Ideas are a work of bricolage. The more pieces on the table, the better!!



Great ideas come from the bridging of seemingly unconnected thoughts. These thoughts, therefore, must be available in the neural networks for the association to be made. When those thoughts reside in the same brain, it is relatively easy. However, when they reside in different people in the same or different organizations, connecting those thoughts becomes more challenging.

During his time as college student, Steve Jobs observed a calligraphy class and was mesmerized by the beauty and diversity of the different fonts. Years later, he connected this thought with his technical mastery, birthing the idea of having different fonts available at our fingertips. Though hard to believe today, before Steve Jobs’ creation, computers only had one type of font available. He had deep computer mastery, and he added the beauty of calligraphy to his thoughts by walking through the calligraphy class and observing the students. His ability to associate these thoughts did the rest.

This example illustrates the need to have mastery depth (computer technology for Jobs) and the access to what is called the “adjacent possible” (in this case the calligraphy class). This is true for any significant innovation.  The need for people and companies to look outside their own mastery box, go for a walk, take a training on something new, read a book, observe the world around you , talk with people,  go for a run, show interest for what your colleague is doing, do something different. Trying something different is not only good for your overall wellness but fundamental to form a creative mind.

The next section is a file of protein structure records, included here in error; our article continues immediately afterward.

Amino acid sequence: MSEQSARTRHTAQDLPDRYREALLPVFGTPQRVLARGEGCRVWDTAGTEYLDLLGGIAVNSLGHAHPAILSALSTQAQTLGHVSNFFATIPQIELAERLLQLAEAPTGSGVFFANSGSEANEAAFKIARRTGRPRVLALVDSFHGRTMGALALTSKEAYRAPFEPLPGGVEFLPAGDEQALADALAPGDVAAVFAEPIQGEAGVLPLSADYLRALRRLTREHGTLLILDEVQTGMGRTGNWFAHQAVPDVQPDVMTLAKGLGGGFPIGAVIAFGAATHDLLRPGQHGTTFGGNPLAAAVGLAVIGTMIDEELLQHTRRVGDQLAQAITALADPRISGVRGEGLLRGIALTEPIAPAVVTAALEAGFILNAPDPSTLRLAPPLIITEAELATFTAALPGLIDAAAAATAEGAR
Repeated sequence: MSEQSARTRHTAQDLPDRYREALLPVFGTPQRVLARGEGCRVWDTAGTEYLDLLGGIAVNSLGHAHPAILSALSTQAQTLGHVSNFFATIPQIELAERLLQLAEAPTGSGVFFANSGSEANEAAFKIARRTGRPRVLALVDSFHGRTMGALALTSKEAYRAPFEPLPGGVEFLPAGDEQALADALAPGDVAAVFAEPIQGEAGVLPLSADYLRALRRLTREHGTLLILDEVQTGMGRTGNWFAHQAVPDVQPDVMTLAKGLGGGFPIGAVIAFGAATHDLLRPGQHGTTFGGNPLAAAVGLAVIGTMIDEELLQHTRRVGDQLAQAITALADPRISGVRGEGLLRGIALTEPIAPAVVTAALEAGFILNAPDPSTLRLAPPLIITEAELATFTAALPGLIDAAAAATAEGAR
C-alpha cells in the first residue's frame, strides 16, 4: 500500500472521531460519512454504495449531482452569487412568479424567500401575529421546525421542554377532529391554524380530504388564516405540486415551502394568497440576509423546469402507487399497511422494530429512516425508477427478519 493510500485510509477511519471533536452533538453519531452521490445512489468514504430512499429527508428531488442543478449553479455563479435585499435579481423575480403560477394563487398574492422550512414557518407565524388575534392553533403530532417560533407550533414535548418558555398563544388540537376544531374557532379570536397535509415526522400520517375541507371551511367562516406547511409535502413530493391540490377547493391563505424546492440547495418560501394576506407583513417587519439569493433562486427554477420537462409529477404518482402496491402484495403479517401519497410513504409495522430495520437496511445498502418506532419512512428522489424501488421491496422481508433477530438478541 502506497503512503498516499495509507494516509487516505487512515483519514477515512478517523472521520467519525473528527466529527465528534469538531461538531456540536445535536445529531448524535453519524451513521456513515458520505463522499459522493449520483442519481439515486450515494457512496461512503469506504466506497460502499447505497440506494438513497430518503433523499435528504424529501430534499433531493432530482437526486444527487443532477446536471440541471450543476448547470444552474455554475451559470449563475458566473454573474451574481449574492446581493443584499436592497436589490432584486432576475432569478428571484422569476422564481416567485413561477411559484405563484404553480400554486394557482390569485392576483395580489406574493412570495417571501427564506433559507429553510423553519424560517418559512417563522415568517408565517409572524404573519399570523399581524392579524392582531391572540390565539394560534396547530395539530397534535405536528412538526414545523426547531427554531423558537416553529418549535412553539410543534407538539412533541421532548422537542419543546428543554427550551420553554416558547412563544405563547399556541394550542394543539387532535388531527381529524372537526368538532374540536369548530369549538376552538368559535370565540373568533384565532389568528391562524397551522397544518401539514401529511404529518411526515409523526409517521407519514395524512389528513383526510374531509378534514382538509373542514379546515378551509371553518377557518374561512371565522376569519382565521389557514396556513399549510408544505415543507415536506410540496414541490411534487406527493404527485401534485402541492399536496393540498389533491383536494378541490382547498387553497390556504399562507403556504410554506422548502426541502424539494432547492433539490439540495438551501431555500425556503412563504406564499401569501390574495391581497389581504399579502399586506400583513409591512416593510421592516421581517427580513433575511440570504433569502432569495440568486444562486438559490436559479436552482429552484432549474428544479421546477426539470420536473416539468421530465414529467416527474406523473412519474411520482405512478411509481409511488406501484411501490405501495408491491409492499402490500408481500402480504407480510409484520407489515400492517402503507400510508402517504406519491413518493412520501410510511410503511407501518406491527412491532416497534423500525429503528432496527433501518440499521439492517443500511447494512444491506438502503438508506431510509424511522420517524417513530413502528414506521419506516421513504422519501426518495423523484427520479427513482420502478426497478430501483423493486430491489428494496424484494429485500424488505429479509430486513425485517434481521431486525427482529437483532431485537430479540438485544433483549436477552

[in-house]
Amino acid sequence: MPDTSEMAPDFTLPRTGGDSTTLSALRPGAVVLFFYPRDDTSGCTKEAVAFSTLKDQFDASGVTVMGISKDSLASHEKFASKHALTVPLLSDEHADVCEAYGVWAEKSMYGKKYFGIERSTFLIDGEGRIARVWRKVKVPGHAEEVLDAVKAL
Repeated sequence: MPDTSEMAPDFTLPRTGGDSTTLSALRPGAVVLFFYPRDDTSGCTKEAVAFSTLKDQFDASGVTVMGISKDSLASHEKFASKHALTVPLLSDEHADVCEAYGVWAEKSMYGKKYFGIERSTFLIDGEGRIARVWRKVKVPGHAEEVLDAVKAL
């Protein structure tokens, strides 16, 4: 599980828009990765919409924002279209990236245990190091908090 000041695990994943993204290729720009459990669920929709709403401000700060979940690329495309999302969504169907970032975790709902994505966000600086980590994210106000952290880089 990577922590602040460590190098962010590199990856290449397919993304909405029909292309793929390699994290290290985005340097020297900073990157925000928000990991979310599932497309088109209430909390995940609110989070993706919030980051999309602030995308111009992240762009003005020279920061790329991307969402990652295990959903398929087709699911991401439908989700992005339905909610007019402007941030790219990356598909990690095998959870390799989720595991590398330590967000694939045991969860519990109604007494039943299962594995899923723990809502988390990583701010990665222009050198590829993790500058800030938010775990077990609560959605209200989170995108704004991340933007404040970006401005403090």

The adjacent possible, as introduced by Stuart Kauffman in 2002, is the access to new possibilities that are close enough to present realities creating a better idea. The importance of connecting the mastery with the adjacent possible may sound like a new idea, but it’s an ancient phenomenon. It underlies how biological systems evolved from the first cells on the planet to what exists today. Biological systems were able to morph into more complex systems by connecting the mastery depth in what they were and how they function with needed changes shaped by their surroundings. This enabled the evolution of simple primordial cells into the more sophisticated and efficient structures of today.

An example closer to the entrepreneurial world is the creation of Uber. In 2009, G, Camp, an expert on web tools and entrepreneurship observed the need to find quickly affordable taxis independently of the time or location. He was able to associate his knowledge creating apps and entrepreneurial businesses with the observed need of finding a taxi.  Imagining a better future where taxis were available using an app technology came from the association of his mastery and the access (by observing the need) to the adjacent possible.

Minute maid producers were able to connect their deep mastery of orange production and juice extraction process with the known habit in China of “chewing” particles in a juice (like bubble tea). This is how Minute Maid pulpy with more and more chewy pulp became a great success in Asia.

Procter & Gamble R&D connected their deep mastery on absorbent materials with the observed common practice in Mexico of using chamomile for almost any skin irritation. As result, the creation of Naturella, a leading menstrual global brand promising natural protection that is good for your skin.  Same process for the creation of Swiffer combining their mastery on paper absorbent materials and cleaning systems with the observed lack of delight in the process of floor cleaning.

It is the crosspollination of ideas, the access to the adjacent possible, that creates a fertile land for the flourishing of creativity and the creation of great innovations.

I will share few techniques to improve knowledge depth and access to the possible adjacent with my next publications. In the meantime, keep it up!